Kentucky Gov. Steve Beshear signed the state's military tax exemption bill Sept. 9 in a ceremony at the 101st Airborne Division Headquarters.
The bill will relieve Soldiers of their yearly income tax responsibilities if they are residents of Kentucky.
Kentucky became the 10th state in which Soldiers are not required to pay state income tax, joining Florida, Alaska, Michigan, Texas, New Hampshire, Nevada, South Dakota, Wyoming and Washington state.
In effect on Jan. 1, it's estimated the bill will put about $1,000 a year back into the pockets of active-duty Soldiers, including Reserve and National Guard members.
"If this persuades Soldiers to make their homes in Kentucky, rather than some neighboring state, then it's a positive for us," said Nicole Hagan, district manager of the Hopkinsville Service Center.
Beshear recognized that passage of the bill was not only a way of saying thanks, but also an enticing draw for Soldiers to settle their residence in Kentucky.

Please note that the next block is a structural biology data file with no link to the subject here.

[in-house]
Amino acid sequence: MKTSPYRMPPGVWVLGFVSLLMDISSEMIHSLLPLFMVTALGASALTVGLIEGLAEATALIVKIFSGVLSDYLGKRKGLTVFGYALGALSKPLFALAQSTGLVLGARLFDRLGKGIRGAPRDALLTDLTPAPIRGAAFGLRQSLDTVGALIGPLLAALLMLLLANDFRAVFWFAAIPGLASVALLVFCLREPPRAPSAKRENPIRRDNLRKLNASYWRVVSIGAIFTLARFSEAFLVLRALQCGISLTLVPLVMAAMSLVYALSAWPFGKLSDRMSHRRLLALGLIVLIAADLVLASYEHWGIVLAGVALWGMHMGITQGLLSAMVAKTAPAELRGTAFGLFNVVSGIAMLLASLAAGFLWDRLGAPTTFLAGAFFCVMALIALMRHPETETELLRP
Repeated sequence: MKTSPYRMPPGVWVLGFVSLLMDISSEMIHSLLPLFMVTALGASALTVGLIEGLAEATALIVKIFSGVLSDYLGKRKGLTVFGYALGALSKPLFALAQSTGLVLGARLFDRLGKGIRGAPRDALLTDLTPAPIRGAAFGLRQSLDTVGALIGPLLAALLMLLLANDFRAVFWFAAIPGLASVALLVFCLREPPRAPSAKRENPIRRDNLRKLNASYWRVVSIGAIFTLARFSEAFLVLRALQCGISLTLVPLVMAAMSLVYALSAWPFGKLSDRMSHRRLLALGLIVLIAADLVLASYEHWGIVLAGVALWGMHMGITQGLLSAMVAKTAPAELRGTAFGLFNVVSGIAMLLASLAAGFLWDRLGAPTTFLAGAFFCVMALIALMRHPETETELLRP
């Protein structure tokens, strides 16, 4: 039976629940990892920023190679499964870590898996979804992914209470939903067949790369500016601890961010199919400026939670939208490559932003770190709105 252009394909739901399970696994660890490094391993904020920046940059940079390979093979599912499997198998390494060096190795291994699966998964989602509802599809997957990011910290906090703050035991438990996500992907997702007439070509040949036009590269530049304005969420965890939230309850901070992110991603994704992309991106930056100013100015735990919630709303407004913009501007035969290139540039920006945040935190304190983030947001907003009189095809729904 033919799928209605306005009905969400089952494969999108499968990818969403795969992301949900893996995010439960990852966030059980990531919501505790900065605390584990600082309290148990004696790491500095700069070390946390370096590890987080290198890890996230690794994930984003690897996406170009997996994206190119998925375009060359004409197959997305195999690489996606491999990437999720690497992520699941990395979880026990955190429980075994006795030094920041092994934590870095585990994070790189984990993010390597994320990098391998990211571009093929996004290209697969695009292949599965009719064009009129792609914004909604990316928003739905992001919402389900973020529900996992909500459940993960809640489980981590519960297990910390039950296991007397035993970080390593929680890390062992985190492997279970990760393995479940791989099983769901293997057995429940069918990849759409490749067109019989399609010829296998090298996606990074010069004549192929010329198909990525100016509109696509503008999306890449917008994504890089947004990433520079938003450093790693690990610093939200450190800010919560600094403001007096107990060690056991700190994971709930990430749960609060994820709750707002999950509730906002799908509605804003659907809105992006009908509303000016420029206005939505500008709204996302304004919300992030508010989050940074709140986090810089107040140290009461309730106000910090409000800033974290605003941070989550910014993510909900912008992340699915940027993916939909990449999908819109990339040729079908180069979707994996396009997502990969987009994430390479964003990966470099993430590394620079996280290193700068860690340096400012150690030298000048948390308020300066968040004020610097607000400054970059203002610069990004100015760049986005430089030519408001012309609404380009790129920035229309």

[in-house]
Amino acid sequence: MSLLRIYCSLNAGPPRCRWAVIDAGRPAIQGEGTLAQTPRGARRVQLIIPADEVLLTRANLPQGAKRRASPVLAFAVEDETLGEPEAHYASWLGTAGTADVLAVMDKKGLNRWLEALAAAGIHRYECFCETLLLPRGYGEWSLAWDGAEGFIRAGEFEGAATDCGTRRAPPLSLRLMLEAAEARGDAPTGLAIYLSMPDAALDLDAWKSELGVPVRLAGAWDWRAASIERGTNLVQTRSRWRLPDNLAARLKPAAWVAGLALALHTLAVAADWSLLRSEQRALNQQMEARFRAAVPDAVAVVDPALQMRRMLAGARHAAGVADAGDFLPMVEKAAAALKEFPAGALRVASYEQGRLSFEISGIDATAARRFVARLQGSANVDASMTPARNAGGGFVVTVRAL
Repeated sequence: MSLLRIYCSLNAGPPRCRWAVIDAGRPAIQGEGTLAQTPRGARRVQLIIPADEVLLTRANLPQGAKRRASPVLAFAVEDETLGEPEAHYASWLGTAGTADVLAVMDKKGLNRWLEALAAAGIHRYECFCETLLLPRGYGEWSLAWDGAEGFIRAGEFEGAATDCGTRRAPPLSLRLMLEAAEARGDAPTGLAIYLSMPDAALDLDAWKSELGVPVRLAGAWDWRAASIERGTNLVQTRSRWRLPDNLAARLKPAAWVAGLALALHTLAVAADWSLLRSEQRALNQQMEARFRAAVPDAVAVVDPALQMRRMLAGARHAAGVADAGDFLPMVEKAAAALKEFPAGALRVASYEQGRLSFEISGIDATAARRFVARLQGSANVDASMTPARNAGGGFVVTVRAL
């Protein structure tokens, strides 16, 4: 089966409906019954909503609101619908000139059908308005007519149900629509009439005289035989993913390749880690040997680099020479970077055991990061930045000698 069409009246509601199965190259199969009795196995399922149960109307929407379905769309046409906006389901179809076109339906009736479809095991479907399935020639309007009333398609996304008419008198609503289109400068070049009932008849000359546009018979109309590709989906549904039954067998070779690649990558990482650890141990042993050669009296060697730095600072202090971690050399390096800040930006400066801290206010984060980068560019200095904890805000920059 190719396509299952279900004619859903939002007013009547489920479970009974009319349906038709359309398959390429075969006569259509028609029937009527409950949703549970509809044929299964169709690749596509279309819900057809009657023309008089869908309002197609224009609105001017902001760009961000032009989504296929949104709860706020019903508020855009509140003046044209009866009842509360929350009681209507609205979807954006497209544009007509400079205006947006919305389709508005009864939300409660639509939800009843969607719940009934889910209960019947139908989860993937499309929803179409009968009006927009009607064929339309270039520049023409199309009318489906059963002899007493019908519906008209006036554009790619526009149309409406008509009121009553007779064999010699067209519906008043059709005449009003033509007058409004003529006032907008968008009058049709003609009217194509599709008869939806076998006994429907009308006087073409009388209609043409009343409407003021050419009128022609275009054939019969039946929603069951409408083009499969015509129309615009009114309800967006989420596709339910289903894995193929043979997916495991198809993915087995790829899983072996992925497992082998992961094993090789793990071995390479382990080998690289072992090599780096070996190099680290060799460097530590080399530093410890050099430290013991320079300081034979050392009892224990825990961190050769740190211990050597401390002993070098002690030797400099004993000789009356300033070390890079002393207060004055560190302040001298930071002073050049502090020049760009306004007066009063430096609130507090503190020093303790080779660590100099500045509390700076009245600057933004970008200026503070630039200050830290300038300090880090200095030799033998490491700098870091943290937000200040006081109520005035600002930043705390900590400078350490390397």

"In a small but tangible way we're showing our support," Beshear said. "This gesture is a long time coming, but it's here today."
The bill was approved during a special legislative session in June and after a long push from advocates on both sides of the aisle, Beshear said.
Following the ceremony, lawmakers active in the bill's passage gathered with the governor to explain further about the bill, a process said to have begun years ago, being introduced to numerous different legislative sessions.
"The first time I put this measure in the budget, the governor at that time, took it out," Kentucky Senator Elizabeth Tori said.
One estimate on how the bill will affect state funding was a potential loss to state revenue in the amount of $18 million, said Sen. David Williams, who also helped pass the bill.
The figure was reached as one that would depend on all those eligible taking advantage of the benefits.
The hope prevailed, however that the enticing draw of the exemption would provide more benefits to the state, than loss, as it could enticed more Soldiers to move their residence to Kentucky.
There was much discussion and debate, and even some "speed bumps" throughout the five-year legislative process, Beshear acknowledged.
"Mostly I think the bumps were, can we give up the revenue," he said, adding that regardless of any hit to the budget, this was the right thing to do.
Williams cited a speech by Tori in which she quieted opposition when referencing the distinction of military personnel from other residents.
She called the tax exemption a continual Christmas present to the military, and any price to pay is very small compared to what military residents give.